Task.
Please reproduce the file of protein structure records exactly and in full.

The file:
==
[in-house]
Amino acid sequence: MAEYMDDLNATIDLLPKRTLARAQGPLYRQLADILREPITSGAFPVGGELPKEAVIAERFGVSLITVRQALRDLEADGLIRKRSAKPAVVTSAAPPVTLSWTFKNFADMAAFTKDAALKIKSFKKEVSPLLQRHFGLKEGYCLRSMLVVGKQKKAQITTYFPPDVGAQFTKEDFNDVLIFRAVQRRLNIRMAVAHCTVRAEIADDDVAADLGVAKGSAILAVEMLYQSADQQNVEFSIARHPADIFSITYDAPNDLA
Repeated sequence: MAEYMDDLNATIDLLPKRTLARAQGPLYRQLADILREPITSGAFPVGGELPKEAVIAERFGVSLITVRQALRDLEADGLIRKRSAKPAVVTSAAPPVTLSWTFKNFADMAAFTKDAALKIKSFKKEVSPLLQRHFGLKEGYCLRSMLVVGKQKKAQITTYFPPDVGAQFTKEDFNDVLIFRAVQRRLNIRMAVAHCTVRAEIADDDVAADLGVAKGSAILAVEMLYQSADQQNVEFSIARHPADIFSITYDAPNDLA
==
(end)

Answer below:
[in-house]
Amino acid sequence: MAEYMDDLNATIDLLPKRTLARAQGPLYRQLADILREPITSGAFPVGGELPKEAVIAERFGVSLITVRQALRDLEADGLIRKRSAKPAVVTSAAPPVTLSWTFKNFADMAAFTKDAALKIKSFKKEVSPLLQRHFGLKEGYCLRSMLVVGKQKKAQITTYFPPDVGAQFTKEDFNDVLIFRAVQRRLNIRMAVAHCTVRAEIADDDVAADLGVAKGSAILAVEMLYQSADQQNVEFSIARHPADIFSITYDAPNDLA
Repeated sequence: MAEYMDDLNATIDLLPKRTLARAQGPLYRQLADILREPITSGAFPVGGELPKEAVIAERFGVSLITVRQALRDLEADGLIRKRSAKPAVVTSAAPPVTLSWTFKNFADMAAFTKDAALKIKSFKKEVSPLLQRHFGLKEGYCLRSMLVVGKQKKAQITTYFPPDVGAQFTKEDFNDVLIFRAVQRRLNIRMAVAHCTVRAEIADDDVAADLGVAKGSAILAVEMLYQSADQQNVEFSIARHPADIFSITYDAPNDLA